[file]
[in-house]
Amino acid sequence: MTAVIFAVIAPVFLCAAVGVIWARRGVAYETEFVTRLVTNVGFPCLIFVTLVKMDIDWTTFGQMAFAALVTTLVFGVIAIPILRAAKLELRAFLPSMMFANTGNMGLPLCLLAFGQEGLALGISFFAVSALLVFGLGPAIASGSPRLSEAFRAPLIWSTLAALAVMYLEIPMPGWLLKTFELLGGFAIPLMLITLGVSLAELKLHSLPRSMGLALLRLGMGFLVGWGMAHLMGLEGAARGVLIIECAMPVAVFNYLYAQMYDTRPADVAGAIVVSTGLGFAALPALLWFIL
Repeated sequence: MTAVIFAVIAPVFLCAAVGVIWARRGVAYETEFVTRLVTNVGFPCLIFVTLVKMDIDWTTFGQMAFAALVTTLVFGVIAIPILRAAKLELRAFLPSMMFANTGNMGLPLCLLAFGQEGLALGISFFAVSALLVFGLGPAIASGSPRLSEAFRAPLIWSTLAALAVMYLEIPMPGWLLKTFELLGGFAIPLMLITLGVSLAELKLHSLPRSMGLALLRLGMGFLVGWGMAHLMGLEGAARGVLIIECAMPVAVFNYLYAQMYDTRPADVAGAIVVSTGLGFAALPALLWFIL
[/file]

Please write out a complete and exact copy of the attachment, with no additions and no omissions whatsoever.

[in-house]
Amino acid sequence: MTAVIFAVIAPVFLCAAVGVIWARRGVAYETEFVTRLVTNVGFPCLIFVTLVKMDIDWTTFGQMAFAALVTTLVFGVIAIPILRAAKLELRAFLPSMMFANTGNMGLPLCLLAFGQEGLALGISFFAVSALLVFGLGPAIASGSPRLSEAFRAPLIWSTLAALAVMYLEIPMPGWLLKTFELLGGFAIPLMLITLGVSLAELKLHSLPRSMGLALLRLGMGFLVGWGMAHLMGLEGAARGVLIIECAMPVAVFNYLYAQMYDTRPADVAGAIVVSTGLGFAALPALLWFIL
Repeated sequence: MTAVIFAVIAPVFLCAAVGVIWARRGVAYETEFVTRLVTNVGFPCLIFVTLVKMDIDWTTFGQMAFAALVTTLVFGVIAIPILRAAKLELRAFLPSMMFANTGNMGLPLCLLAFGQEGLALGISFFAVSALLVFGLGPAIASGSPRLSEAFRAPLIWSTLAALAVMYLEIPMPGWLLKTFELLGGFAIPLMLITLGVSLAELKLHSLPRSMGLALLRLGMGFLVGWGMAHLMGLEGAARGVLIIECAMPVAVFNYLYAQMYDTRPADVAGAIVVSTGLGFAALPALLWFIL